Sunday, February 03, 2008

What I'm Reading, Part I: Fiction

This will be my third attempt to get this blog going. For my 0.2 fans, I apologize.

First, I'll start with some brief snippets on what I'm currently reading.

The Name of the Wind
by Patrick Rothfuss

It seems that a few times a year a new author is especially highly touted in speculative fiction; the rhetoric is usually the same: "The best new author to come along in years, decades even"..."An instant classic"..."I can truthfully say this is the best book I've read in a long time." Et cetera. Last year it was Patrick Rothfuss and The Name of the Wind, which was released in March.

Does it live up to the hype? At only about 70 pages in, and on my second try, it is too soon to say for me. A few months ago I read the first fifty pages, but then once the protagonist, Kvothe, starts narrating his biography, I was turned off. Why? Two reasons. First, I usually dislike (longer) stories within (shorter) stories because I want to find out What Happens Next, not What Happened Before. Sure, some of What Happened Before is good--but in The Name of the Wind, like Stephen King's Wizard and Glass, 90% of the next is a story-within-a-story. The second turn-off was Kvothe's tone, at least initially. He starts off by telling (not showing) us just how infamous and nefarious he is, which irritated me. I think it is a good rule of thumb that if someone tells you that he or she is a character, chances are he or she is not, but just trying to be a character.

All of that said, about a week ago I picked it up again and read a couple chapters and enjoyed it and (actually) plan on finishing it. I'll get back to you in a few weeks...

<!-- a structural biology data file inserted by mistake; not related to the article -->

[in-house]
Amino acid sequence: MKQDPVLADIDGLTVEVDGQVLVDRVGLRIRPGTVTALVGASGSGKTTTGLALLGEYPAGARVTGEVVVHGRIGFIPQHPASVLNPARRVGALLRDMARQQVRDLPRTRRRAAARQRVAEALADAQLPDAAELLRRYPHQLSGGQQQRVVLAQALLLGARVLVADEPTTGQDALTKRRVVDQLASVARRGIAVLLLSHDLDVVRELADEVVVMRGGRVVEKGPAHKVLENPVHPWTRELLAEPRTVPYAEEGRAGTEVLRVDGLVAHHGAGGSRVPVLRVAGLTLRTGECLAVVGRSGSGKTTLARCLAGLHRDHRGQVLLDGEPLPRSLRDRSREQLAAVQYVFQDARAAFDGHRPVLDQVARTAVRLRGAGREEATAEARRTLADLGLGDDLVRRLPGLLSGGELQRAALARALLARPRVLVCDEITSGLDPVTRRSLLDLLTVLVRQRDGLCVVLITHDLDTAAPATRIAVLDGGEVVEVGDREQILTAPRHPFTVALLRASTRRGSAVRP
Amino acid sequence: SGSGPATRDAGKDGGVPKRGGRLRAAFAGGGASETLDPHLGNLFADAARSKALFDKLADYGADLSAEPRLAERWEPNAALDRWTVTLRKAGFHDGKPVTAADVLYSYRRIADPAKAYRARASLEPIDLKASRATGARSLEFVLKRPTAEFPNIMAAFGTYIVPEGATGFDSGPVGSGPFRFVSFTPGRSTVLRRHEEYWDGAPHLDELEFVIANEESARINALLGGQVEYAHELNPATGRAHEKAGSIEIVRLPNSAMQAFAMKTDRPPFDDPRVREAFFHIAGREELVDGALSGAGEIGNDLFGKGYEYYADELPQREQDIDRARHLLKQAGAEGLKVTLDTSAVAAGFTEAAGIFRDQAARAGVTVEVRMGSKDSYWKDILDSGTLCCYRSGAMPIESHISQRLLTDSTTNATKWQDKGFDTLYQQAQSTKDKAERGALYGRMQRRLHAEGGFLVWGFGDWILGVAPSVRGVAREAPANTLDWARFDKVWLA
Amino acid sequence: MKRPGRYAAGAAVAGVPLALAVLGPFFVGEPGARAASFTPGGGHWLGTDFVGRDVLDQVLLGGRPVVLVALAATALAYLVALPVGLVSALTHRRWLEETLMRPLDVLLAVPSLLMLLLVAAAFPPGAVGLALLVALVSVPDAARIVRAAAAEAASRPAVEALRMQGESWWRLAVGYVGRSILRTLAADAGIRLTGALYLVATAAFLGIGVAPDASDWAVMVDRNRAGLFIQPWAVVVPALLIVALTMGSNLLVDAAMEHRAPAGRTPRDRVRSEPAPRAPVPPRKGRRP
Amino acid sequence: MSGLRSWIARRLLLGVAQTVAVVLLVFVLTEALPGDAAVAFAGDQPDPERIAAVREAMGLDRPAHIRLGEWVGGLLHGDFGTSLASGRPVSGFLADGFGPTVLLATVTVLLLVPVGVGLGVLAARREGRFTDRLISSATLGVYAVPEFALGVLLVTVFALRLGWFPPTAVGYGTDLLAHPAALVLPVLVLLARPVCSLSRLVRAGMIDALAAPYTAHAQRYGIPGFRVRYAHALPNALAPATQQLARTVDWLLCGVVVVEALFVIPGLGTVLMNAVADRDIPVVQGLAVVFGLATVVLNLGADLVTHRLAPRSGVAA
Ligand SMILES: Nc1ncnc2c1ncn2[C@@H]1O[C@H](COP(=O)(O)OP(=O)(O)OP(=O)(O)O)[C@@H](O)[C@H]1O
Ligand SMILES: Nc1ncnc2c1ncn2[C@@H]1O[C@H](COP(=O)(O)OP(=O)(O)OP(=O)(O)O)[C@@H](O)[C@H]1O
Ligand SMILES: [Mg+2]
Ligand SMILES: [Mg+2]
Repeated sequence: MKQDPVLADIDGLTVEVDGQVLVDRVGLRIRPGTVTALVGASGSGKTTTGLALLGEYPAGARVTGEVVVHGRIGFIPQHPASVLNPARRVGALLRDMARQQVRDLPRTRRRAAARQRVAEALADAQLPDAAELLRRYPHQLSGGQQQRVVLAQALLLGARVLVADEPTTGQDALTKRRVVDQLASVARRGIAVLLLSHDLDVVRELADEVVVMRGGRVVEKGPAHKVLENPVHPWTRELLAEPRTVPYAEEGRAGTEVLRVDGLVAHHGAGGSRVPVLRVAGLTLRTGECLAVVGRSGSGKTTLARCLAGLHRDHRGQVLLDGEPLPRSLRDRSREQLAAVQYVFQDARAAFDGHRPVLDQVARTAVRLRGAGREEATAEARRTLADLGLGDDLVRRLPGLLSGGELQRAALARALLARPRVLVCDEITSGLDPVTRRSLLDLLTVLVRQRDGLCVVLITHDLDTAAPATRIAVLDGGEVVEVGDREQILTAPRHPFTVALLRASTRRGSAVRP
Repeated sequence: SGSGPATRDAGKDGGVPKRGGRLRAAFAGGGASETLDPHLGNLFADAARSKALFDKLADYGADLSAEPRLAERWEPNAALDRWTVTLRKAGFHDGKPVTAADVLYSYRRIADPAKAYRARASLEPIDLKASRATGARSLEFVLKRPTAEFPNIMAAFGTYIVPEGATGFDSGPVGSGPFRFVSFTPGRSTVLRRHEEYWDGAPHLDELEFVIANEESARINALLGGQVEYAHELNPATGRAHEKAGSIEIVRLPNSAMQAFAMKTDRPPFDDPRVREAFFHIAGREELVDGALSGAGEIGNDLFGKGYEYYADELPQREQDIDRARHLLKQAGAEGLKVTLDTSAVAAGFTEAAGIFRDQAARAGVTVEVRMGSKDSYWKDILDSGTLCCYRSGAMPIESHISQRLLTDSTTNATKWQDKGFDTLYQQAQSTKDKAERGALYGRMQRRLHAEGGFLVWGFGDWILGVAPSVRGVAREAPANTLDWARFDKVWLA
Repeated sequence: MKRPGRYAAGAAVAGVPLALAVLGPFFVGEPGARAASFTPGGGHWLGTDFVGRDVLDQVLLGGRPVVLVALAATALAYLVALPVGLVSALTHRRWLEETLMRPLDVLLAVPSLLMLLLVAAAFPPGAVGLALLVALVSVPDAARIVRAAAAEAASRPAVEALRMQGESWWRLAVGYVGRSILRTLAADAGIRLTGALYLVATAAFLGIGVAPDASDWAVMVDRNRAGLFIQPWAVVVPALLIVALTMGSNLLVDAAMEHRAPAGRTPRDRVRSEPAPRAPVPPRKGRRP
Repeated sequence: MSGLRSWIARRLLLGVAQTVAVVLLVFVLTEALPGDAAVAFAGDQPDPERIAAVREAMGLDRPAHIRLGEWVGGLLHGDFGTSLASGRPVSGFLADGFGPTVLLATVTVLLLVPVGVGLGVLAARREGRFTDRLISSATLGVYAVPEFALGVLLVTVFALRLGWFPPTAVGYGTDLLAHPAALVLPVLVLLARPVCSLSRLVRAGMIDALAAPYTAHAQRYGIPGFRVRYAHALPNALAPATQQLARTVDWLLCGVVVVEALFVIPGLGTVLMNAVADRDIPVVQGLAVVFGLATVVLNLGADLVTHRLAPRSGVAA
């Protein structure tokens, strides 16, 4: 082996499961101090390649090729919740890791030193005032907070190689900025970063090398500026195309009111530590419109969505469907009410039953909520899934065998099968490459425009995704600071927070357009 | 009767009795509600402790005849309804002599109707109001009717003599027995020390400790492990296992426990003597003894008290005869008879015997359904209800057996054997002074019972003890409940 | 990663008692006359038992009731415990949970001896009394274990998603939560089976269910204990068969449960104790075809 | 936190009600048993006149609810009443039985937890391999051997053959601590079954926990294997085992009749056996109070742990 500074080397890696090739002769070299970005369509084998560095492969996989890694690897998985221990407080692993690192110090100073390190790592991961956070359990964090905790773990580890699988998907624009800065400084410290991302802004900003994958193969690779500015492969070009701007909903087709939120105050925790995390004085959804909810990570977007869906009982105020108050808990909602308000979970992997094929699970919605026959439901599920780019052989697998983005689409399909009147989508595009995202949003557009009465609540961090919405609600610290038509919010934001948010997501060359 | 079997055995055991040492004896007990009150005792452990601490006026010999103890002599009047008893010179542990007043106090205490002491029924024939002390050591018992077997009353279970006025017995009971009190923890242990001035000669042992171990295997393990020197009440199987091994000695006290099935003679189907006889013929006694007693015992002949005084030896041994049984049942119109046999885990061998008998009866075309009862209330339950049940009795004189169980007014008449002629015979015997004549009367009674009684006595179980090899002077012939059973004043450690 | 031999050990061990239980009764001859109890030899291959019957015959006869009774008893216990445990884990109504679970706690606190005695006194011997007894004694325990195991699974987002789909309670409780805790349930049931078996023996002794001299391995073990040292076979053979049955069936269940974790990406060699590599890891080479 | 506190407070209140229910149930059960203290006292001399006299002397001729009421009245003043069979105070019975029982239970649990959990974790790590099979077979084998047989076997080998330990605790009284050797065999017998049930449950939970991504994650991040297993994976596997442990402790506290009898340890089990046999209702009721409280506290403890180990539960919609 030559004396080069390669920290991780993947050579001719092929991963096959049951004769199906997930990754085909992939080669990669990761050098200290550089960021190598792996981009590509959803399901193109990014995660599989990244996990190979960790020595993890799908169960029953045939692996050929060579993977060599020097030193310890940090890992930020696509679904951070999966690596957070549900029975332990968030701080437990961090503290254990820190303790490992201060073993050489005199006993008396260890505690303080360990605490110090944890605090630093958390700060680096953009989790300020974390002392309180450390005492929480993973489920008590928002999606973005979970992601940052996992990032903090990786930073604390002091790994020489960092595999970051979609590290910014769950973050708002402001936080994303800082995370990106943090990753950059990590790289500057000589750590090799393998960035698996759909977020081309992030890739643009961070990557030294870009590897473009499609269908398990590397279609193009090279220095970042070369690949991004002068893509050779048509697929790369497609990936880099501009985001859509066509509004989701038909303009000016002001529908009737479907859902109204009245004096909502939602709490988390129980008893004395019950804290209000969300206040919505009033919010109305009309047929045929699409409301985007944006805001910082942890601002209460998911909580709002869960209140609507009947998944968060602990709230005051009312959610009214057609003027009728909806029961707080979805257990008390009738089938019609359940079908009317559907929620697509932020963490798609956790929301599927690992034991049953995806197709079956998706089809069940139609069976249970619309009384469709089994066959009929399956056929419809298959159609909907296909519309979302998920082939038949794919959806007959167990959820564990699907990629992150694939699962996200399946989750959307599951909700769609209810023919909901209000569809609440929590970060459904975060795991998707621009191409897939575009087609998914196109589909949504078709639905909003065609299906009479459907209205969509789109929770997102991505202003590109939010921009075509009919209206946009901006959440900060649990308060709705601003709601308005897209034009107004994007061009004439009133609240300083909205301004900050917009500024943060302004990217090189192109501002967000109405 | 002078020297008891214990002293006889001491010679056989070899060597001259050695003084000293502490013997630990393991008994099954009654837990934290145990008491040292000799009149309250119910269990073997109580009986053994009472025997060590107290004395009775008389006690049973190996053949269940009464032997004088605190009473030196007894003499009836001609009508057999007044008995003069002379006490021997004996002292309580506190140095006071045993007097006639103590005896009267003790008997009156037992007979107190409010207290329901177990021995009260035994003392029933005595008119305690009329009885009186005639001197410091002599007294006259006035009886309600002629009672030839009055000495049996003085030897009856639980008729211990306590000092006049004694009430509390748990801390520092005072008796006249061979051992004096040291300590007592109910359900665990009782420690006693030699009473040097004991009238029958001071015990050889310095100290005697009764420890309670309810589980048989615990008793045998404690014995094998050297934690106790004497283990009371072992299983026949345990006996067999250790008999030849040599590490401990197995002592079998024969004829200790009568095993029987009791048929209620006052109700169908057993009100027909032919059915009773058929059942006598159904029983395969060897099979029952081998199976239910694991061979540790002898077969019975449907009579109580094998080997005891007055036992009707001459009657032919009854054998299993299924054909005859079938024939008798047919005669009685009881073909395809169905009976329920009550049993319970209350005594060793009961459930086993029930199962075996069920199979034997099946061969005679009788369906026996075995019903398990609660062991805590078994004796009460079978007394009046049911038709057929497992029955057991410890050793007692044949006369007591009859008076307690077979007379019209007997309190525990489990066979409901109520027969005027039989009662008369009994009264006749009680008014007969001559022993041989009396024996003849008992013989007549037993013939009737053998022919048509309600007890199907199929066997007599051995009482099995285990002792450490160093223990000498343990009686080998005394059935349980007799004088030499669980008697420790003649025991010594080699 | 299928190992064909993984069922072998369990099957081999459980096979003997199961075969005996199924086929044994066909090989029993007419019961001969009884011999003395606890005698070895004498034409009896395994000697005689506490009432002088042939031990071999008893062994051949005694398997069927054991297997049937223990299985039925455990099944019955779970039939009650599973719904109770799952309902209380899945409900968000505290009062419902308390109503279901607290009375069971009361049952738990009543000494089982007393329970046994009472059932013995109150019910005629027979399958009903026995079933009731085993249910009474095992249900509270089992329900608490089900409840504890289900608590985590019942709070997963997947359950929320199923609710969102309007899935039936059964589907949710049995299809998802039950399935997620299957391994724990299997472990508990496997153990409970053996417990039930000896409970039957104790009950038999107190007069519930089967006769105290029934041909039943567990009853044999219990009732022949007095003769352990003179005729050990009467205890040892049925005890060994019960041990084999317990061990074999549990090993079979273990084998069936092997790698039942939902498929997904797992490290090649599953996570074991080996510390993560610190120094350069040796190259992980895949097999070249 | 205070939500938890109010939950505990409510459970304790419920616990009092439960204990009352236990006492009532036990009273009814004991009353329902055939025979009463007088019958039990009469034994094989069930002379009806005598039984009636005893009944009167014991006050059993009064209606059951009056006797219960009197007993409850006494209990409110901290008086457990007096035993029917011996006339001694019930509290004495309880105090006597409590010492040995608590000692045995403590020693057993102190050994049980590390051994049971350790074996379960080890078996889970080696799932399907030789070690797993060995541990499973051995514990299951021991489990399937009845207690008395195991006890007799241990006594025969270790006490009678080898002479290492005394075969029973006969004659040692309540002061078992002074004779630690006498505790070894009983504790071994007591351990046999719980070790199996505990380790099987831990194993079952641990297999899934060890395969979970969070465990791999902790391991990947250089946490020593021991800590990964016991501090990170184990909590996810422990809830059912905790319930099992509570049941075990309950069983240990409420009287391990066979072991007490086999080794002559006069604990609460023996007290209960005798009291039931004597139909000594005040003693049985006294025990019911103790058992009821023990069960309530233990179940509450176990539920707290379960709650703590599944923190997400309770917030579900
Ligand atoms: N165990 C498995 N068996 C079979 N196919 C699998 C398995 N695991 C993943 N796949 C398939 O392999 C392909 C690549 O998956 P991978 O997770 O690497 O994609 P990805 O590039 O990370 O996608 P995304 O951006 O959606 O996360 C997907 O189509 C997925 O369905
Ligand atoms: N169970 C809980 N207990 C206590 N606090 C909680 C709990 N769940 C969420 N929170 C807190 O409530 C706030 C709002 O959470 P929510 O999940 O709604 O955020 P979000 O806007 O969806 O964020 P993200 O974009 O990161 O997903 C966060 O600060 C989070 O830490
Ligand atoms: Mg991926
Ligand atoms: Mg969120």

Acacia by David Anthony Durham

I'm not sure exactly what it was, but something inspired me to pick up a copy of Acacia. Like The Name of the Wind, I am only about 70 pages in. So far there is nothing extraordinary about Acacia, it is just generally a good book. If I had to compare it, I'd say it is somewhat similar to Game of Thrones by George R.R. Martin, which I also felt was very good but nothing special (except, perhaps, in being consistently very good in just about every facet of a novel). Again, as with The Rothfuss, I'll get back to you.

Invisible Cities by Italo Calvino

Italo Calvino is new to me, and boy am I glad I picked this book up. I've seen the name around for years, and have grouped him in my mind with authors such as Umberto Eco and the South American Magical Realists (Borges, Marquez, etc.). I don't know quite how to describe this book as it isn't really a novel, but a series of vignettes, that are descriptions of fictional cities described by Marco Polo to Kublai Khan. The language is lush and richly imaginative, with little philosophical hooks that tantalize and twist the mind. Here is Polo's first description:

Leaving there and proceeding for three days toward the east, you reach Diomira, a city with sixty silver domes, bronze statues of all the gods, streets paved with lead, a crystal theater, a golden cock that crows each morning on a tower. All these beauties will already be familiar to the visitor, who has seen them also in other cities. But the special quality of this city for the man who arrives there on a September evening, when the days are growing shorter and the multicolored lamps are lighted all at once at the doors of the food stalls and from a terrace a woman's voice cries ooh!, is that he feels envy toward those who now believe they have once before lived an evening identical to this and who think they are happy, that time.